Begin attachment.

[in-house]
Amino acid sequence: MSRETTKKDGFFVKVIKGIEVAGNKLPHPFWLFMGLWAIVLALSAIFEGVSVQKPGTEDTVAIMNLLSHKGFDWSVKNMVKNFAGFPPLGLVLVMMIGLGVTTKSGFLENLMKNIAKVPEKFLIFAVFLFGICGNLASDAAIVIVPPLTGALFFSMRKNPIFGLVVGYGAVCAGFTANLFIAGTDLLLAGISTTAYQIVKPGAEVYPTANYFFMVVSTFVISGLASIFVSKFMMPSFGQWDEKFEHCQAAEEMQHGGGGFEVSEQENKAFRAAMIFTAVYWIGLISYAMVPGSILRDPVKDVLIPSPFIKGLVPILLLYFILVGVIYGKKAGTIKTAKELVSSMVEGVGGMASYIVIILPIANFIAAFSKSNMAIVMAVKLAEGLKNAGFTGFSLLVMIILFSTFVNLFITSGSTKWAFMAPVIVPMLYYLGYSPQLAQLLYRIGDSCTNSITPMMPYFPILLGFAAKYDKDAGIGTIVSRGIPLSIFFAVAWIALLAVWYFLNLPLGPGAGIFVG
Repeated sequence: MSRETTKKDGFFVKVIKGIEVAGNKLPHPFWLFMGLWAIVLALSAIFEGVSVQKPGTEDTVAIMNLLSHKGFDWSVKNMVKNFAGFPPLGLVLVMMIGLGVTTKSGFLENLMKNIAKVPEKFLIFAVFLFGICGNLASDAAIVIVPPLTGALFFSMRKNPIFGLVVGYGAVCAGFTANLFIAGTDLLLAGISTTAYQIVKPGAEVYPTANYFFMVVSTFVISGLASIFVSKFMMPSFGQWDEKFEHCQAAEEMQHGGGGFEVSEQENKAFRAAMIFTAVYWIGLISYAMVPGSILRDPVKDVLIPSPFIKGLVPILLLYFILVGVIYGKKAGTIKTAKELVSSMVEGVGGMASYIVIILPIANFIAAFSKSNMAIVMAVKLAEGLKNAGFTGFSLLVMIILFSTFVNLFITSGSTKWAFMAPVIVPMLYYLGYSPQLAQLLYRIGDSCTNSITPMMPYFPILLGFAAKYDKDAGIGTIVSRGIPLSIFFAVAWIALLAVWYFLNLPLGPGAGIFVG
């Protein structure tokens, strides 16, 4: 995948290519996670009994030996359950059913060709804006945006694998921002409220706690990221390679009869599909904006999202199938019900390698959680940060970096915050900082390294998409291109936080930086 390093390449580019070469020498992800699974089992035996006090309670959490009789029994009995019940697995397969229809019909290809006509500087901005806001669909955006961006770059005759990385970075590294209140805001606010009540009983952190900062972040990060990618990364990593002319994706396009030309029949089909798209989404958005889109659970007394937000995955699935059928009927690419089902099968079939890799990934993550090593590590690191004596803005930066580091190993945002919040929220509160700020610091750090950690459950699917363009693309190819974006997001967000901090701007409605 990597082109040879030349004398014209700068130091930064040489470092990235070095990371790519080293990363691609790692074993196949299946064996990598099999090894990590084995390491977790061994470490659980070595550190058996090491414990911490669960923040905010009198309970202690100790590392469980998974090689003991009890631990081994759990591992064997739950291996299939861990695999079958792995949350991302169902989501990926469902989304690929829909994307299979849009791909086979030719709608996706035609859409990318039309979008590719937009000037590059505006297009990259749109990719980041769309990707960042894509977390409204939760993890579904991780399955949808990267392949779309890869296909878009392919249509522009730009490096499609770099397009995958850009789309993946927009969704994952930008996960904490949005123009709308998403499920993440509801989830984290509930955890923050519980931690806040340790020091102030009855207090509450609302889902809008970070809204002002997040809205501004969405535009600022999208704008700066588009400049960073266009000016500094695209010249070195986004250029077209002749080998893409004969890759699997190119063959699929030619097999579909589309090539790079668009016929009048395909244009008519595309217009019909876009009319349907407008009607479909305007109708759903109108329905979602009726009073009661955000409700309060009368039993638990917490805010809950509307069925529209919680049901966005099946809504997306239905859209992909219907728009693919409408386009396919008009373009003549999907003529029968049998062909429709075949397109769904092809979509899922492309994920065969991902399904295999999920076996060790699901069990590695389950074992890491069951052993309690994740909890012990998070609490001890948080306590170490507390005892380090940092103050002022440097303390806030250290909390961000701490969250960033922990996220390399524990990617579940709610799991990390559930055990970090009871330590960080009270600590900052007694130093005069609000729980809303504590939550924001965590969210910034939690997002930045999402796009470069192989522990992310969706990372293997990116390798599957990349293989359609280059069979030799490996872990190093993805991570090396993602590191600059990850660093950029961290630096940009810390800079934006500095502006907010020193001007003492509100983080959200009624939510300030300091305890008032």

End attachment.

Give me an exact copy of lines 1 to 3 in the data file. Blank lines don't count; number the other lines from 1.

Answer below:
[in-house]
Amino acid sequence: MSRETTKKDGFFVKVIKGIEVAGNKLPHPFWLFMGLWAIVLALSAIFEGVSVQKPGTEDTVAIMNLLSHKGFDWSVKNMVKNFAGFPPLGLVLVMMIGLGVTTKSGFLENLMKNIAKVPEKFLIFAVFLFGICGNLASDAAIVIVPPLTGALFFSMRKNPIFGLVVGYGAVCAGFTANLFIAGTDLLLAGISTTAYQIVKPGAEVYPTANYFFMVVSTFVISGLASIFVSKFMMPSFGQWDEKFEHCQAAEEMQHGGGGFEVSEQENKAFRAAMIFTAVYWIGLISYAMVPGSILRDPVKDVLIPSPFIKGLVPILLLYFILVGVIYGKKAGTIKTAKELVSSMVEGVGGMASYIVIILPIANFIAAFSKSNMAIVMAVKLAEGLKNAGFTGFSLLVMIILFSTFVNLFITSGSTKWAFMAPVIVPMLYYLGYSPQLAQLLYRIGDSCTNSITPMMPYFPILLGFAAKYDKDAGIGTIVSRGIPLSIFFAVAWIALLAVWYFLNLPLGPGAGIFVG
Repeated sequence: MSRETTKKDGFFVKVIKGIEVAGNKLPHPFWLFMGLWAIVLALSAIFEGVSVQKPGTEDTVAIMNLLSHKGFDWSVKNMVKNFAGFPPLGLVLVMMIGLGVTTKSGFLENLMKNIAKVPEKFLIFAVFLFGICGNLASDAAIVIVPPLTGALFFSMRKNPIFGLVVGYGAVCAGFTANLFIAGTDLLLAGISTTAYQIVKPGAEVYPTANYFFMVVSTFVISGLASIFVSKFMMPSFGQWDEKFEHCQAAEEMQHGGGGFEVSEQENKAFRAAMIFTAVYWIGLISYAMVPGSILRDPVKDVLIPSPFIKGLVPILLLYFILVGVIYGKKAGTIKTAKELVSSMVEGVGGMASYIVIILPIANFIAAFSKSNMAIVMAVKLAEGLKNAGFTGFSLLVMIILFSTFVNLFITSGSTKWAFMAPVIVPMLYYLGYSPQLAQLLYRIGDSCTNSITPMMPYFPILLGFAAKYDKDAGIGTIVSRGIPLSIFFAVAWIALLAVWYFLNLPLGPGAGIFVG